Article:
Do you update kernels sometimes?

Hello, the question is in the title. I’m asking this because in past (this summer), I had a VPS, based on openvz technology, and the kernel was terribly old (2.6.18) and I had Ubuntu 11.10 but I was unable to upgrade to 12.04 LTS directly because of the kernel. (I was able to bypass this by doing a “apt-add-repository ppa:izx/ovz-libc” but i searched a couple of hours). I decided to quit because mysql server 5.5 never wanted to install (even with 512 ram, so probably because of the old kernel), and your VPS, even with 256 mb, installs it without problem. Also, is there a kernel by OS or the server runs its own kernel and VPS inherits it (like openvz)?

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Any update on this issue? I am trying to install services that require a more recent kernel than the ancient one provided. It also isn’t in the dropdown list. Please advise.

I’d like to add my voice to the chorus of disappointment here. I’m concerned, even more generally, at DO’s bootloading procedure. And since they have disabled access to iPXE (during the power up) – which was working about a year ago – DO users are further hobbled, not helped.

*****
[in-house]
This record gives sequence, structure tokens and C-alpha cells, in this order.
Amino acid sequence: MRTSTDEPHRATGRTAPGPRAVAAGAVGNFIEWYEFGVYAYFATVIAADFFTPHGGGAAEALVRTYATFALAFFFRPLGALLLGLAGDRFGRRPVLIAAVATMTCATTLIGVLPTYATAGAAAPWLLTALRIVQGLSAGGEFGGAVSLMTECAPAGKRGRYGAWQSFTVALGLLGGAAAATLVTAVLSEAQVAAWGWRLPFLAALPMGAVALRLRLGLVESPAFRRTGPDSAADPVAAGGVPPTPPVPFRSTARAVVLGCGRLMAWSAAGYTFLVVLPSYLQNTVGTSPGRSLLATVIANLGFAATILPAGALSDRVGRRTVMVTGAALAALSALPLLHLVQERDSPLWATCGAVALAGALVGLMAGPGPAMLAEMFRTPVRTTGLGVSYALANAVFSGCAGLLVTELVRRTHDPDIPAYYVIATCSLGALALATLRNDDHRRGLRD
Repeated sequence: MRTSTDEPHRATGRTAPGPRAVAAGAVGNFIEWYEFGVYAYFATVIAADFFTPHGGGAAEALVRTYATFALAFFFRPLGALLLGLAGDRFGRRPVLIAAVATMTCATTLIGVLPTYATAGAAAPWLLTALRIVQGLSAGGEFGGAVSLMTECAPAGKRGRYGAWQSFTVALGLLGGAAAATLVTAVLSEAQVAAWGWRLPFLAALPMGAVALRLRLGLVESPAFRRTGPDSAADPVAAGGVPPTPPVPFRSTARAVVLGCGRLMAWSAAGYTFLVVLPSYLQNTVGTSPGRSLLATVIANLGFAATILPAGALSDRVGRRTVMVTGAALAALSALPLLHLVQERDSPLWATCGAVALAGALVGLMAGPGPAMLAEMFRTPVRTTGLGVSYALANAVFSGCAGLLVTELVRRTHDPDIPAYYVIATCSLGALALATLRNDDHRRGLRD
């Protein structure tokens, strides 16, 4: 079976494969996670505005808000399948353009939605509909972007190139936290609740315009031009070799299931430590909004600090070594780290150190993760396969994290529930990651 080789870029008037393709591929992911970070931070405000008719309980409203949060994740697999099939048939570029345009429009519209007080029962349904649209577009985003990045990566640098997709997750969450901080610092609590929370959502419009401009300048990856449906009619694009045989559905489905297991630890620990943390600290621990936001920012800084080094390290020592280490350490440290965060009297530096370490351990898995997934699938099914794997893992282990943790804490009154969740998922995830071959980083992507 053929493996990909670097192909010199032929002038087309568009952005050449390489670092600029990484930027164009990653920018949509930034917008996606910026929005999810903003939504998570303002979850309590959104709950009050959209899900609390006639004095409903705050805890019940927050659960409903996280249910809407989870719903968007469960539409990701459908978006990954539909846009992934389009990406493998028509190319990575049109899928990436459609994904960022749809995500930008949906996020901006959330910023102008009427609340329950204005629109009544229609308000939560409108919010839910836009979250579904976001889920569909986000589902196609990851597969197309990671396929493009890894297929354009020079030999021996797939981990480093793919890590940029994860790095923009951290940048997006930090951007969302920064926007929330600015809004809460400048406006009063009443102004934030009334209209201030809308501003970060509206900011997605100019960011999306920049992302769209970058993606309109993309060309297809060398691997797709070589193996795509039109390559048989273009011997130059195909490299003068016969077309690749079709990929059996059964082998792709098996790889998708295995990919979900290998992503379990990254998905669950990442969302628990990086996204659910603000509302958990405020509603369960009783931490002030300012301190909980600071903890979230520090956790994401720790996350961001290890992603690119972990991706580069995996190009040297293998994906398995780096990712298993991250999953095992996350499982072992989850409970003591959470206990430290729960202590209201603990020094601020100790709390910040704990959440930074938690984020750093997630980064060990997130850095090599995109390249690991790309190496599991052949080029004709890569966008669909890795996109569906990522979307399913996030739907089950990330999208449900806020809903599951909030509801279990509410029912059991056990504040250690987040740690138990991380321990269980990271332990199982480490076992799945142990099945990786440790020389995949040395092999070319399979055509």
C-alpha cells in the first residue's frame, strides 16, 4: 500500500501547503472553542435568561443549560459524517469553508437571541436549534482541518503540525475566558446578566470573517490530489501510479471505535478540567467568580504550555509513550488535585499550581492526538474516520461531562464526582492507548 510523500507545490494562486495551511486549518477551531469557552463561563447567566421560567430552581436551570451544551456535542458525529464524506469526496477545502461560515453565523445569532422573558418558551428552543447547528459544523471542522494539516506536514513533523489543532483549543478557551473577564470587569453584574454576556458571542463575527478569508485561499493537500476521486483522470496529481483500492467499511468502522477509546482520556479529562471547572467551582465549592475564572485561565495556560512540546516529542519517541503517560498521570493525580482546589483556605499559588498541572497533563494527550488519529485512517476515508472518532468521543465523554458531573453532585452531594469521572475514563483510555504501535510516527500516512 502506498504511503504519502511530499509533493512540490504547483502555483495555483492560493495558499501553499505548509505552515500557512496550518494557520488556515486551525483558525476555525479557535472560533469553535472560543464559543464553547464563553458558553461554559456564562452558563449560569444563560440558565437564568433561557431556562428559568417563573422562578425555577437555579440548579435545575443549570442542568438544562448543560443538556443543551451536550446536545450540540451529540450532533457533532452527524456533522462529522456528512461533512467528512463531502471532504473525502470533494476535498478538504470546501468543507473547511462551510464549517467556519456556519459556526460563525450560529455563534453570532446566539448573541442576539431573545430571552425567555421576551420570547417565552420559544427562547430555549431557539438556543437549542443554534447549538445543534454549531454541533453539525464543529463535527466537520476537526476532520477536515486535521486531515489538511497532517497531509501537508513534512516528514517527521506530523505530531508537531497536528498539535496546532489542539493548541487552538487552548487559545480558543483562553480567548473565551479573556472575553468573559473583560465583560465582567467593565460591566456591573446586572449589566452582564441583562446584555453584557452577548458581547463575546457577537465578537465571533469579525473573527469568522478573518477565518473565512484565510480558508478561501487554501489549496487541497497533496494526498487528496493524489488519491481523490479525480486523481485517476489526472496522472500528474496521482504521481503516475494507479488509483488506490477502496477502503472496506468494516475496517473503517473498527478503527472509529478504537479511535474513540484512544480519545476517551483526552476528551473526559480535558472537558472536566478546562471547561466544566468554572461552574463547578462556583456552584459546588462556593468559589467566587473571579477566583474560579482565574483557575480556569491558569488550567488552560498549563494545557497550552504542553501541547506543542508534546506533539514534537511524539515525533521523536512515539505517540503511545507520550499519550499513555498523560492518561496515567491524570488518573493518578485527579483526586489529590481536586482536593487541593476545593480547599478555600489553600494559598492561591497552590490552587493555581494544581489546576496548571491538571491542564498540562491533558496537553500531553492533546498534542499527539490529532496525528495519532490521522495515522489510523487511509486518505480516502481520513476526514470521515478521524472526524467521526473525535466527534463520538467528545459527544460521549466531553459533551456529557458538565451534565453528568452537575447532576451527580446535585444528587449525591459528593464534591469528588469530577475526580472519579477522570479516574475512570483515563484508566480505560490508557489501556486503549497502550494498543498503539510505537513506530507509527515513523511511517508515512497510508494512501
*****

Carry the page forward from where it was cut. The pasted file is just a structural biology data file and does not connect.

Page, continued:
BTW, the disabling of iPXE for pxe boots happened within 3 days of a video hitting youtube which described how to pxe boot a droplet (Shane Spencer, “Digital Ocean: Droplet iPXE install of Debian Linux 7.0 Minimal”,

I’m also disappointed at the way DO handles informing users of what is going on related to something they ask about on community or (formerly?) uservoice. It usually goes like this. Someone, like Moisey, will say on a discussion group that they plan to roll out an enhancement/fix for X in N months; N months go by, then someone (or more people) ask what is the status of the enhancement/fix; there is no response from DO; you go out and ask about it on, say, Twitter; no response or an evasive response. It gets tiring.

I too tried to follow to procedure at but was unable to upgrade the kernel after going from debian wheezy to jessie. I don’t know if it’s something I’m doing wrong, or if it’s simply not supported.